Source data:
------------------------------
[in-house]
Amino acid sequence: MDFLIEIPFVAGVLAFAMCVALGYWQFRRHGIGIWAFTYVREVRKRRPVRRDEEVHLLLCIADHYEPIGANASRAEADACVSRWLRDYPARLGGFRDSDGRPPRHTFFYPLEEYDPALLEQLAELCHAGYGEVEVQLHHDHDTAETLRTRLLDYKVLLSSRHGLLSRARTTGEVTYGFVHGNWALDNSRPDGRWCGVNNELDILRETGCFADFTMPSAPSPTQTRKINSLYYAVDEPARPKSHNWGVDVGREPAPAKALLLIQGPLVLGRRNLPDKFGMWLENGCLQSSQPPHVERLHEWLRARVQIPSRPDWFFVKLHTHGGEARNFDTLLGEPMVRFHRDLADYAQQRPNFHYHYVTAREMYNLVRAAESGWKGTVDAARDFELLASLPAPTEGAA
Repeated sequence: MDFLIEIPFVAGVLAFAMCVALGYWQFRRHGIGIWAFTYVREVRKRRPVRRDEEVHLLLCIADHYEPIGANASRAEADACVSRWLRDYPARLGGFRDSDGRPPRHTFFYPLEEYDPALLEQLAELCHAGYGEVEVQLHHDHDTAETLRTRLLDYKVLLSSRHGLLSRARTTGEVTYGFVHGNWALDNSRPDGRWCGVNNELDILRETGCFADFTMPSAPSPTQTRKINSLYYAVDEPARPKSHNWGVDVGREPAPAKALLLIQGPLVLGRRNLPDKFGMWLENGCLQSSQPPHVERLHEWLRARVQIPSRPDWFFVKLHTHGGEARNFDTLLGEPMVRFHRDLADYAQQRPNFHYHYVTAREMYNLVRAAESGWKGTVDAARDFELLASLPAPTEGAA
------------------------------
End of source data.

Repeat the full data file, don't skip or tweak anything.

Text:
[in-house]
Amino acid sequence: MDFLIEIPFVAGVLAFAMCVALGYWQFRRHGIGIWAFTYVREVRKRRPVRRDEEVHLLLCIADHYEPIGANASRAEADACVSRWLRDYPARLGGFRDSDGRPPRHTFFYPLEEYDPALLEQLAELCHAGYGEVEVQLHHDHDTAETLRTRLLDYKVLLSSRHGLLSRARTTGEVTYGFVHGNWALDNSRPDGRWCGVNNELDILRETGCFADFTMPSAPSPTQTRKINSLYYAVDEPARPKSHNWGVDVGREPAPAKALLLIQGPLVLGRRNLPDKFGMWLENGCLQSSQPPHVERLHEWLRARVQIPSRPDWFFVKLHTHGGEARNFDTLLGEPMVRFHRDLADYAQQRPNFHYHYVTAREMYNLVRAAESGWKGTVDAARDFELLASLPAPTEGAA
Repeated sequence: MDFLIEIPFVAGVLAFAMCVALGYWQFRRHGIGIWAFTYVREVRKRRPVRRDEEVHLLLCIADHYEPIGANASRAEADACVSRWLRDYPARLGGFRDSDGRPPRHTFFYPLEEYDPALLEQLAELCHAGYGEVEVQLHHDHDTAETLRTRLLDYKVLLSSRHGLLSRARTTGEVTYGFVHGNWALDNSRPDGRWCGVNNELDILRETGCFADFTMPSAPSPTQTRKINSLYYAVDEPARPKSHNWGVDVGREPAPAKALLLIQGPLVLGRRNLPDKFGMWLENGCLQSSQPPHVERLHEWLRARVQIPSRPDWFFVKLHTHGGEARNFDTLLGEPMVRFHRDLADYAQQRPNFHYHYVTAREMYNLVRAAESGWKGTVDAARDFELLASLPAPTEGAA